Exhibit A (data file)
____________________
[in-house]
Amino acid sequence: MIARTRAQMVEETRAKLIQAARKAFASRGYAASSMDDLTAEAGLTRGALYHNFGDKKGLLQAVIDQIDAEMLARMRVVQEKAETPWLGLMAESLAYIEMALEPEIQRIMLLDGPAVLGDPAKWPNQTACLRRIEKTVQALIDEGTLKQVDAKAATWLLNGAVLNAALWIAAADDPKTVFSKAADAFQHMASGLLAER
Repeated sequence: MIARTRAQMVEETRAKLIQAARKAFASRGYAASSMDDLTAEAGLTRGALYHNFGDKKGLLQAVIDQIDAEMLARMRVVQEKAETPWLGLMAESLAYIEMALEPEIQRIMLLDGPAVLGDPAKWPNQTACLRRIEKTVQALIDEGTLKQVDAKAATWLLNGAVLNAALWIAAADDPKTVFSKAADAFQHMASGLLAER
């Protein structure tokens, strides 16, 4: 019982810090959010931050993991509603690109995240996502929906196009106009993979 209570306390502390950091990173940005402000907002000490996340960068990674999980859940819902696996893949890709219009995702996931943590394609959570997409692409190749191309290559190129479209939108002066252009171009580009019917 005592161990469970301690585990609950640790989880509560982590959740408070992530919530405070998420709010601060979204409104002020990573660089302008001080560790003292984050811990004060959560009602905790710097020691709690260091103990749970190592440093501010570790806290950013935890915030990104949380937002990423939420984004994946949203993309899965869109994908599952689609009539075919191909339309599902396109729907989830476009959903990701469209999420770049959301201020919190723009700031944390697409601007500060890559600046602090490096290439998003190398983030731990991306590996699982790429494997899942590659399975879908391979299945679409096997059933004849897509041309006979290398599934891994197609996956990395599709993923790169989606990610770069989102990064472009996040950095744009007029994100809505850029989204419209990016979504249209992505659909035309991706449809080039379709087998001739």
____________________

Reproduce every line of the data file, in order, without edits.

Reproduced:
[in-house]
Amino acid sequence: MIARTRAQMVEETRAKLIQAARKAFASRGYAASSMDDLTAEAGLTRGALYHNFGDKKGLLQAVIDQIDAEMLARMRVVQEKAETPWLGLMAESLAYIEMALEPEIQRIMLLDGPAVLGDPAKWPNQTACLRRIEKTVQALIDEGTLKQVDAKAATWLLNGAVLNAALWIAAADDPKTVFSKAADAFQHMASGLLAER
Repeated sequence: MIARTRAQMVEETRAKLIQAARKAFASRGYAASSMDDLTAEAGLTRGALYHNFGDKKGLLQAVIDQIDAEMLARMRVVQEKAETPWLGLMAESLAYIEMALEPEIQRIMLLDGPAVLGDPAKWPNQTACLRRIEKTVQALIDEGTLKQVDAKAATWLLNGAVLNAALWIAAADDPKTVFSKAADAFQHMASGLLAER
């Protein structure tokens, strides 16, 4: 019982810090959010931050993991509603690109995240996502929906196009106009993979 209570306390502390950091990173940005402000907002000490996340960068990674999980859940819902696996893949890709219009995702996931943590394609959570997409692409190749191309290559190129479209939108002066252009171009580009019917 005592161990469970301690585990609950640790989880509560982590959740408070992530919530405070998420709010601060979204409104002020990573660089302008001080560790003292984050811990004060959560009602905790710097020691709690260091103990749970190592440093501010570790806290950013935890915030990104949380937002990423939420984004994946949203993309899965869109994908599952689609009539075919191909339309599902396109729907989830476009959903990701469209999420770049959301201020919190723009700031944390697409601007500060890559600046602090490096290439998003190398983030731990991306590996699982790429494997899942590659399975879908391979299945679409096997059933004849897509041309006979290398599934891994197609996956990395599709993923790169989606990610770069989102990064472009996040950095744009007029994100809505850029989204419209990016979504249209992505659909035309991706449809080039379709087998001739």